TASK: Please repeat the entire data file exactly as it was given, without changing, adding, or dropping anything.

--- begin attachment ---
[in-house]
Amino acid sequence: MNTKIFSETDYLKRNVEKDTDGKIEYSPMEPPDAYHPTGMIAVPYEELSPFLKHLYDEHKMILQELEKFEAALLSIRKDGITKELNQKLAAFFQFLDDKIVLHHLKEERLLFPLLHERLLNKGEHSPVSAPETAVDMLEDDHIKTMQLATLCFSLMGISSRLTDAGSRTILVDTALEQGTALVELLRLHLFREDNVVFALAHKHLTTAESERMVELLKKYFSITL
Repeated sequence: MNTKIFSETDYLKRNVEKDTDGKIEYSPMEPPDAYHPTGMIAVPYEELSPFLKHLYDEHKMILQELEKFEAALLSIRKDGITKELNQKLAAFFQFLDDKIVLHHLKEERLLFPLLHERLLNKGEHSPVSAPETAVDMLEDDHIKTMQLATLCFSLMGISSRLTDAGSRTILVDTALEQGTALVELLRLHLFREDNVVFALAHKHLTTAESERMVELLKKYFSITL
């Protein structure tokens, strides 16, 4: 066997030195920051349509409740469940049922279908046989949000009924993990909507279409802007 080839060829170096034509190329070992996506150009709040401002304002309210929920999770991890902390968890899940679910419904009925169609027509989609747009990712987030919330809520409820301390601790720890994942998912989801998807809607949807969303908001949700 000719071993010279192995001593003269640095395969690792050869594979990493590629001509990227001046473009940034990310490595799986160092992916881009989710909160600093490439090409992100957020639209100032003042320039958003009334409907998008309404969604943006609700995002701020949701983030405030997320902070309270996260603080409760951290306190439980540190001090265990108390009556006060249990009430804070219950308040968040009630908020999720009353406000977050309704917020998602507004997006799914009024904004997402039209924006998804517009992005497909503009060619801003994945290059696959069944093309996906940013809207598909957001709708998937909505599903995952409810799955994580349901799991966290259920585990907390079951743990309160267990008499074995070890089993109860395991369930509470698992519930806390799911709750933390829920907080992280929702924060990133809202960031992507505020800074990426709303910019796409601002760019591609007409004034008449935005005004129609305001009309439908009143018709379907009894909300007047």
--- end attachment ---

[in-house]
Amino acid sequence: MNTKIFSETDYLKRNVEKDTDGKIEYSPMEPPDAYHPTGMIAVPYEELSPFLKHLYDEHKMILQELEKFEAALLSIRKDGITKELNQKLAAFFQFLDDKIVLHHLKEERLLFPLLHERLLNKGEHSPVSAPETAVDMLEDDHIKTMQLATLCFSLMGISSRLTDAGSRTILVDTALEQGTALVELLRLHLFREDNVVFALAHKHLTTAESERMVELLKKYFSITL
Repeated sequence: MNTKIFSETDYLKRNVEKDTDGKIEYSPMEPPDAYHPTGMIAVPYEELSPFLKHLYDEHKMILQELEKFEAALLSIRKDGITKELNQKLAAFFQFLDDKIVLHHLKEERLLFPLLHERLLNKGEHSPVSAPETAVDMLEDDHIKTMQLATLCFSLMGISSRLTDAGSRTILVDTALEQGTALVELLRLHLFREDNVVFALAHKHLTTAESERMVELLKKYFSITL
């Protein structure tokens, strides 16, 4: 066997030195920051349509409740469940049922279908046989949000009924993990909507279409802007 080839060829170096034509190329070992996506150009709040401002304002309210929920999770991890902390968890899940679910419904009925169609027509989609747009990712987030919330809520409820301390601790720890994942998912989801998807809607949807969303908001949700 000719071993010279192995001593003269640095395969690792050869594979990493590629001509990227001046473009940034990310490595799986160092992916881009989710909160600093490439090409992100957020639209100032003042320039958003009334409907998008309404969604943006609700995002701020949701983030405030997320902070309270996260603080409760951290306190439980540190001090265990108390009556006060249990009430804070219950308040968040009630908020999720009353406000977050309704917020998602507004997006799914009024904004997402039209924006998804517009992005497909503009060619801003994945290059696959069944093309996906940013809207598909957001709708998937909505599903995952409810799955994580349901799991966290259920585990907390079951743990309160267990008499074995070890089993109860395991369930509470698992519930806390799911709750933390829920907080992280929702924060990133809202960031992507505020800074990426709303910019796409601002760019591609007409004034008449935005005004129609305001009309439908009143018709379907009894909300007047």